The City of Las Vegas Arts Commission is considering relocating at least one of the pieces in its iconic—and controversial—45-foot-tall “Paintbrush Gateway,” the two giant, glowing “brushes” designed by the late Dennis Oppenheim to be the heralds of the 18b Arts District.
Originally conceived as a set of four (until the city’s coffers ran dry), the twin steel structures that illuminate at night in waves of changing colors were installed on opposite sides of Charleston Boulevard in 2010, one on the southwest corner of Casino Center Boulevard, the other at the northeast corner of Fourth Street—two blocks apart, defeating the $700,000 public art project’s goal of creating a “gateway” to the Arts District.
Now, at the urging of Commissioner Brian “Paco” Alvarez, the city is investigating the logistics and cost of moving the Fourth Street paintbrush to the northwest corner of Casino Center (in front of Bar+Bistro at the Arts Factory), an operation that is estimated to cost $120,000.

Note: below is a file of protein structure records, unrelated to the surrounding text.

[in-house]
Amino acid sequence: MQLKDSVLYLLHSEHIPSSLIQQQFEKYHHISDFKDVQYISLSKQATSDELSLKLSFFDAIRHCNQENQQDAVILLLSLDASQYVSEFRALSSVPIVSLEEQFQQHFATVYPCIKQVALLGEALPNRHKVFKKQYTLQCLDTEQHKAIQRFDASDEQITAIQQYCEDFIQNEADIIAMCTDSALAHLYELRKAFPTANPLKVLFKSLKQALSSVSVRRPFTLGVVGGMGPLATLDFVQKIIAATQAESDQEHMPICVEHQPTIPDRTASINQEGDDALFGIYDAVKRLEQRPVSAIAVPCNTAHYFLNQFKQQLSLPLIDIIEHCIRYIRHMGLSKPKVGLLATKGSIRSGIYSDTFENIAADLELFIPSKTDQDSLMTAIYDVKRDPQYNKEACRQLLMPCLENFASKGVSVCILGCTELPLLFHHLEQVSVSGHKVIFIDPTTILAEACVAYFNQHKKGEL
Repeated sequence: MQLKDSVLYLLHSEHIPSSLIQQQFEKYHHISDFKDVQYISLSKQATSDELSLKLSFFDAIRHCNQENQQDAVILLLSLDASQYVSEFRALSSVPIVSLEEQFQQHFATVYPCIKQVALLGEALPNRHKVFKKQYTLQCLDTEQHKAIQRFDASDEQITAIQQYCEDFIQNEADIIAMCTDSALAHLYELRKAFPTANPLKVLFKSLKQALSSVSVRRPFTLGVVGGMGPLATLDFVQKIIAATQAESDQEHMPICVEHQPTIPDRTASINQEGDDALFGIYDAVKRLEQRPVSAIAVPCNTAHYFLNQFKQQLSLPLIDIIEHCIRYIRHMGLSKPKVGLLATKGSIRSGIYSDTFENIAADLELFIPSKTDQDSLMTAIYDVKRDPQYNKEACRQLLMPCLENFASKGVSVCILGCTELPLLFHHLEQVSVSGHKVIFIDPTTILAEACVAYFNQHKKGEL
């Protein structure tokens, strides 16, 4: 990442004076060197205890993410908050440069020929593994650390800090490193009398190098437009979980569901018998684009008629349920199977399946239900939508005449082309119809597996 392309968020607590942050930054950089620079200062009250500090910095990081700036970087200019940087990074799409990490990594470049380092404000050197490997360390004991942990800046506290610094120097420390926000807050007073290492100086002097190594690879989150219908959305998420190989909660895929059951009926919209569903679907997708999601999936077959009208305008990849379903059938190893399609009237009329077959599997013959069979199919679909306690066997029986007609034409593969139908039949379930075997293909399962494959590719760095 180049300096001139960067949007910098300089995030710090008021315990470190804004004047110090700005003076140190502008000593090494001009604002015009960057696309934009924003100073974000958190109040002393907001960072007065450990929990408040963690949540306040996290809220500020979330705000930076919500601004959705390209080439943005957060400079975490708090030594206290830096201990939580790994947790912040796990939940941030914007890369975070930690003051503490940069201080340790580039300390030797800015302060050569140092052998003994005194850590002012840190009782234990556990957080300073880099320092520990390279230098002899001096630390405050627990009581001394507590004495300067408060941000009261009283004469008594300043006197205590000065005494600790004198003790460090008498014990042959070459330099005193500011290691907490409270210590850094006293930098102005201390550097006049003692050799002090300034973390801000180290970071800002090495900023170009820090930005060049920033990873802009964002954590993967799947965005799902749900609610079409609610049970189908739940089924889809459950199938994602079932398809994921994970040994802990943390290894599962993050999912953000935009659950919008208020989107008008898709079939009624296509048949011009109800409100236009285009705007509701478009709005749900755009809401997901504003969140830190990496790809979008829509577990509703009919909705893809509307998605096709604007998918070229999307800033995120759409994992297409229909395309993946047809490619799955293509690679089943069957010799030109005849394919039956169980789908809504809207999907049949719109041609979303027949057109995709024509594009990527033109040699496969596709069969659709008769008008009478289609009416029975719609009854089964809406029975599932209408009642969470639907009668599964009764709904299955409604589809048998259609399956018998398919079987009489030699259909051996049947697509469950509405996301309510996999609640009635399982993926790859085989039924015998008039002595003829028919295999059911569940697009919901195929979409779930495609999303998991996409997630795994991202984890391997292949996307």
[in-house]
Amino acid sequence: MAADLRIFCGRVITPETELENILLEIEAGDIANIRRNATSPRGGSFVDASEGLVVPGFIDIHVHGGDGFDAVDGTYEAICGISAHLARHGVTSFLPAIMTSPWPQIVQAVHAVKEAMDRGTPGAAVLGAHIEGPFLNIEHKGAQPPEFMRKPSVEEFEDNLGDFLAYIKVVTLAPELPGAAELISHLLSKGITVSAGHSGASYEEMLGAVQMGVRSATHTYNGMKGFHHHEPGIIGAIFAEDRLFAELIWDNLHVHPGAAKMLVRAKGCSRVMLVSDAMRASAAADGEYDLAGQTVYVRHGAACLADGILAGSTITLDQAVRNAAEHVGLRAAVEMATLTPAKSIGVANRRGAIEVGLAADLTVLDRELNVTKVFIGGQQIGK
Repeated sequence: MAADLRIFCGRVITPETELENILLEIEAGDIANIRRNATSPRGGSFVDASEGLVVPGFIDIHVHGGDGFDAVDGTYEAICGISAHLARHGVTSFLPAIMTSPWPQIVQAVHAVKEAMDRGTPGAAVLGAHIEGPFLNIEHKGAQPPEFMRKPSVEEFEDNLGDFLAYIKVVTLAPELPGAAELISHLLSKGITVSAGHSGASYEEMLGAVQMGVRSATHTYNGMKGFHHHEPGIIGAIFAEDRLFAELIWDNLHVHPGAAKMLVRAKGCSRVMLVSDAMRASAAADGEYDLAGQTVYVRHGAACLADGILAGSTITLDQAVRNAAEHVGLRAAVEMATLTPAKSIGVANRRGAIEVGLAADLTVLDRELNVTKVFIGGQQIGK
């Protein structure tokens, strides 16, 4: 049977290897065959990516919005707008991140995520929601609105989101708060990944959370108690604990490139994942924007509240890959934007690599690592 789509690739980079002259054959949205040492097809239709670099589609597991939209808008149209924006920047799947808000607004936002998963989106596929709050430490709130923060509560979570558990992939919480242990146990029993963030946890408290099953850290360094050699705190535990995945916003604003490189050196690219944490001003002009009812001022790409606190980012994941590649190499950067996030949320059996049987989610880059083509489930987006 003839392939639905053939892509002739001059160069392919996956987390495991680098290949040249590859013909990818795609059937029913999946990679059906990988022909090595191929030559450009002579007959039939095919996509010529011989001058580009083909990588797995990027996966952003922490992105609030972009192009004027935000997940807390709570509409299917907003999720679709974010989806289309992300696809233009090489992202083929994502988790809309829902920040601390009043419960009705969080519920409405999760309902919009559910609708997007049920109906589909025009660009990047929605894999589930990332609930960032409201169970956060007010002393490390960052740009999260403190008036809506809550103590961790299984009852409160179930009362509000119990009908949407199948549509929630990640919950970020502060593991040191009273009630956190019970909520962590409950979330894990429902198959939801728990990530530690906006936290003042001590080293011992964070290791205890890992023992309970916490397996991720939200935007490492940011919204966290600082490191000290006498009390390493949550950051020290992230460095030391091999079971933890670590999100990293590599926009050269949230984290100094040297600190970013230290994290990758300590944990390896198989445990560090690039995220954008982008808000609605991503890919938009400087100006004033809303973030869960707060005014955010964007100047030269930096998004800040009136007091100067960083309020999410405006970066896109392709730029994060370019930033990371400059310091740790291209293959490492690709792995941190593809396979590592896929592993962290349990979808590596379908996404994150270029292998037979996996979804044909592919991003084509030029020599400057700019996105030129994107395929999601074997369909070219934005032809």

“If there was a way to bring the two together, maybe across the street from each other, it would create the gateway they were meant to be,” Alvarez said during a discussion on the matter at Thursday’s meeting. “Sadly, the one on Fourth is just lost.”
Another proposal raised by Alvarez and echoed at the meeting by local arts supporter Melissa Petersen is to move both pieces of public art to an entirely different location: on opposite sides of Main Street, which will soon be experiencing its own upheaval, spending the next two years being reconfigured as a one-way road northbound along with its neighbor, the future southbound-flowing Commerce Street.
Commissioner Stephen Grogan suggested further analysis needs to be completed before any decision regarding the relocation of the paintbrushes is made. “Let’s continue the investigation,” he said.
PHOTO BY GEOFF CARTER